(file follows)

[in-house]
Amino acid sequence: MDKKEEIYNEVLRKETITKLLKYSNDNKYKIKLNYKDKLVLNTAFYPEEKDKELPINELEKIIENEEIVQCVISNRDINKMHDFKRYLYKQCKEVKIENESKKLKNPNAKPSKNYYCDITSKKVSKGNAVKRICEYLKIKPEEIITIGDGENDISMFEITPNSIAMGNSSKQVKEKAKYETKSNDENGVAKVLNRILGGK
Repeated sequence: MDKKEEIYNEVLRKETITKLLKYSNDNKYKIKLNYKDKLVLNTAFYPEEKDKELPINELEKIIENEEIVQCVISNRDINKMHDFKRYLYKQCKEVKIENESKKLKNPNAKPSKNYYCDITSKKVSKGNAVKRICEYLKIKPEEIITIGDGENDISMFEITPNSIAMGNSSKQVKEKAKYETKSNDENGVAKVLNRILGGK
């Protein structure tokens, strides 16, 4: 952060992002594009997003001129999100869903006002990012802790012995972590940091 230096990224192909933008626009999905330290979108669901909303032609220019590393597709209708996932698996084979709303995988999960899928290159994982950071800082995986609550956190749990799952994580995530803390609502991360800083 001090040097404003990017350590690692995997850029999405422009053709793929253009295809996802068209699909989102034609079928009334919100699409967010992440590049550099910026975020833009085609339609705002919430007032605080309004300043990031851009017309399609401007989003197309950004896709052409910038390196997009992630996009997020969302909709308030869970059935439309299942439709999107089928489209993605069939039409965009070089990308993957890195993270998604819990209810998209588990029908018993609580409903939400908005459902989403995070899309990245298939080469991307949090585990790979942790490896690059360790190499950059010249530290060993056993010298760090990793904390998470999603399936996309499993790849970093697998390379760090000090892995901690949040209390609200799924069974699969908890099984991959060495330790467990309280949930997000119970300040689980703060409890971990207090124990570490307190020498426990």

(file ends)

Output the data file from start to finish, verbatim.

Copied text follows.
[in-house]
Amino acid sequence: MDKKEEIYNEVLRKETITKLLKYSNDNKYKIKLNYKDKLVLNTAFYPEEKDKELPINELEKIIENEEIVQCVISNRDINKMHDFKRYLYKQCKEVKIENESKKLKNPNAKPSKNYYCDITSKKVSKGNAVKRICEYLKIKPEEIITIGDGENDISMFEITPNSIAMGNSSKQVKEKAKYETKSNDENGVAKVLNRILGGK
Repeated sequence: MDKKEEIYNEVLRKETITKLLKYSNDNKYKIKLNYKDKLVLNTAFYPEEKDKELPINELEKIIENEEIVQCVISNRDINKMHDFKRYLYKQCKEVKIENESKKLKNPNAKPSKNYYCDITSKKVSKGNAVKRICEYLKIKPEEIITIGDGENDISMFEITPNSIAMGNSSKQVKEKAKYETKSNDENGVAKVLNRILGGK
């Protein structure tokens, strides 16, 4: 952060992002594009997003001129999100869903006002990012802790012995972590940091 230096990224192909933008626009999905330290979108669901909303032609220019590393597709209708996932698996084979709303995988999960899928290159994982950071800082995986609550956190749990799952994580995530803390609502991360800083 001090040097404003990017350590690692995997850029999405422009053709793929253009295809996802068209699909989102034609079928009334919100699409967010992440590049550099910026975020833009085609339609705002919430007032605080309004300043990031851009017309399609401007989003197309950004896709052409910038390196997009992630996009997020969302909709308030869970059935439309299942439709999107089928489209993605069939039409965009070089990308993957890195993270998604819990209810998209588990029908018993609580409903939400908005459902989403995070899309990245298939080469991307949090585990790979942790490896690059360790190499950059010249530290060993056993010298760090990793904390998470999603399936996309499993790849970093697998390379760090000090892995901690949040209390609200799924069974699969908890099984991959060495330790467990309280949930997000119970300040689980703060409890971990207090124990570490307190020498426990």